Aden’s career — albeit successful and impressive, saw the Somali model often have to both literally and figuratively walk a fine line on the fashion runways as she faced the challenges of navigating her Islamic faith, her devotion to a modest lifestyle against the backdrop of an industry that can often be the antithesis of her values.

On one hand, she would be lauded by some industry analysts for pushing the fashion industry in the West to be more diverse and inclusive — as far as her Muslim faith and her African features and many African and Afro girls and women admired, applauded and felt inspired by her image within the context of beauty.

On the other hand, she would often find it difficult to get modelling work due to being hijabi and would find herself the target of criticism by some Muslims for modelling perceived “immodest” clothing or having men as makeup artists or stylists.

As the first hijabi to accomplish such feats in the fashion industry — a rather polarising and very public position to be in, one can only imagine the weight of such a combined privilege and a burden.

Muslim, Somali, Modest and Proud

As the Covid-19 pandemic hit and slowed down almost all industries worldwide, Halima Aden found herself back home with her family surrounded by her beautiful Somali culture and Muslim faith — with a lot of downtime on her hands to reflect.

Although her right to wear her hijab was made a non-negotiable part of her modelling contract from the start of her career and she never believed she had to conform to western society’s standards to be successful, the 2018 UNICEF ambassador came to the conclusion that her modelling career was making her slip further and further away from her core values as a modest Muslim woman.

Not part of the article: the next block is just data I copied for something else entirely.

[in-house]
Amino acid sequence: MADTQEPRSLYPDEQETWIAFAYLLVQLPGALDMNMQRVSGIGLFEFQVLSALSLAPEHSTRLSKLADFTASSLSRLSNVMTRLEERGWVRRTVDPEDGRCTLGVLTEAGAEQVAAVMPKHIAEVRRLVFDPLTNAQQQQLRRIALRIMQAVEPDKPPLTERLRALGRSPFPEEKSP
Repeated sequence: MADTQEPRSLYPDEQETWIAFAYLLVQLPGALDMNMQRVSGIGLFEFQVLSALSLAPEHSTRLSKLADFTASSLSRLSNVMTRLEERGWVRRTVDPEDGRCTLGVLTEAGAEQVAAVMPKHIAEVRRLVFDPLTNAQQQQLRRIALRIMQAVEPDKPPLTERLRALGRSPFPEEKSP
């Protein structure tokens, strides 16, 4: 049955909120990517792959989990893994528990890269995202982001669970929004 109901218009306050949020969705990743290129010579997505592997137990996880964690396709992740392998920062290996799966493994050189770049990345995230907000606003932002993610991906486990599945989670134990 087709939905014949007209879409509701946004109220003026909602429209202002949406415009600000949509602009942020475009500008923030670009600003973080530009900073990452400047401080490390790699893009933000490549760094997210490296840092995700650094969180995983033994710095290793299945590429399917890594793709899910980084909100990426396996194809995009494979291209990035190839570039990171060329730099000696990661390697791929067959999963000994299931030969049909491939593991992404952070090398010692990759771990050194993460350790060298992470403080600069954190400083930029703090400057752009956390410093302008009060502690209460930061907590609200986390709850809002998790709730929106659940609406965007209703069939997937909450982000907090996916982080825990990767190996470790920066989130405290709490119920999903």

Hence, she announced her departure from the fashion industry – walking away from millions of dollars to be made and an industry that many only dream of penetrating. In her words as per her Instagram profile, “DEEN over Dunyaa.” Indeed, as a devout Muslim she is choosing her spiritual values i.e. Dīn (Arabic: دين‎, romanised: Dīn, also anglicized as Deen) over dunyā (Arabic: دُنْيا‎) i.e. temporal earthly concerns.

On to Higher Heights for Halima Aden

The now-former model expressed that if she had continued as she was that she might have even ended up taking the hijabi off altogether and so she has chosen to gracefully exit the industry to salvage her own essence.

She has already received words of support from the aforementioned living fashion icon Naomi Campbell and internationally-successful recording artist turned beauty mogul and designer, Rihanna — for whom Aden featured in a Fenty Beauty campaign.

One can only expect the continued success that awaits Halima Aden in whatever she chooses to do professionally from here on out.

As it is her right as a Muslim, as an African, as a woman and as a human being, to choose how she wants to express her best self in her life.

How Could Halima Aden Abandon Millions In Modelling Gigs For IslamSourced from Africanews